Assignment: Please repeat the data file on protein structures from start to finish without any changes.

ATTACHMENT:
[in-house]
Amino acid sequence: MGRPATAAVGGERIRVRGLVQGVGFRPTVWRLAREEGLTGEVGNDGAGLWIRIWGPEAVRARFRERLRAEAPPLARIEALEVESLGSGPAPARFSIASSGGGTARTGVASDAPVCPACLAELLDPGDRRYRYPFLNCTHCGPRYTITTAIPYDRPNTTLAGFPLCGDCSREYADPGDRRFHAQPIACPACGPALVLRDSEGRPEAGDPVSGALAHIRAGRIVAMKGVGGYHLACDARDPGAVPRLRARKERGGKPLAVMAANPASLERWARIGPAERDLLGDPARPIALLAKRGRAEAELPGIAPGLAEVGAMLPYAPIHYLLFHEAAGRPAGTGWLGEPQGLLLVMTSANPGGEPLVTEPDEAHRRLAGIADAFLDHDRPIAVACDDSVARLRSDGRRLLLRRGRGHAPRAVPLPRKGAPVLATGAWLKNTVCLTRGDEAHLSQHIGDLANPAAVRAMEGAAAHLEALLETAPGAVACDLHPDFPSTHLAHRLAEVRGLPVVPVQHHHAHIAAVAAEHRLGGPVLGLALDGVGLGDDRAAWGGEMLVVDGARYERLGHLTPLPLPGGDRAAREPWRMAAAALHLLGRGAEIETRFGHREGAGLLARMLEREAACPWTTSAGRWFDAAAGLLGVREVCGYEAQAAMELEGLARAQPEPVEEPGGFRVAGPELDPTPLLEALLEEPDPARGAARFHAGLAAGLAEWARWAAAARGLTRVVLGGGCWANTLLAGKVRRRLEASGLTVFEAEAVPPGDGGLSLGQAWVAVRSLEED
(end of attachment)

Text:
[in-house]
Amino acid sequence: MGRPATAAVGGERIRVRGLVQGVGFRPTVWRLAREEGLTGEVGNDGAGLWIRIWGPEAVRARFRERLRAEAPPLARIEALEVESLGSGPAPARFSIASSGGGTARTGVASDAPVCPACLAELLDPGDRRYRYPFLNCTHCGPRYTITTAIPYDRPNTTLAGFPLCGDCSREYADPGDRRFHAQPIACPACGPALVLRDSEGRPEAGDPVSGALAHIRAGRIVAMKGVGGYHLACDARDPGAVPRLRARKERGGKPLAVMAANPASLERWARIGPAERDLLGDPARPIALLAKRGRAEAELPGIAPGLAEVGAMLPYAPIHYLLFHEAAGRPAGTGWLGEPQGLLLVMTSANPGGEPLVTEPDEAHRRLAGIADAFLDHDRPIAVACDDSVARLRSDGRRLLLRRGRGHAPRAVPLPRKGAPVLATGAWLKNTVCLTRGDEAHLSQHIGDLANPAAVRAMEGAAAHLEALLETAPGAVACDLHPDFPSTHLAHRLAEVRGLPVVPVQHHHAHIAAVAAEHRLGGPVLGLALDGVGLGDDRAAWGGEMLVVDGARYERLGHLTPLPLPGGDRAAREPWRMAAAALHLLGRGAEIETRFGHREGAGLLARMLEREAACPWTTSAGRWFDAAAGLLGVREVCGYEAQAAMELEGLARAQPEPVEEPGGFRVAGPELDPTPLLEALLEEPDPARGAARFHAGLAAGLAEWARWAAAARGLTRVVLGGGCWANTLLAGKVRRRLEASGLTVFEAEAVPPGDGGLSLGQAWVAVRSLEED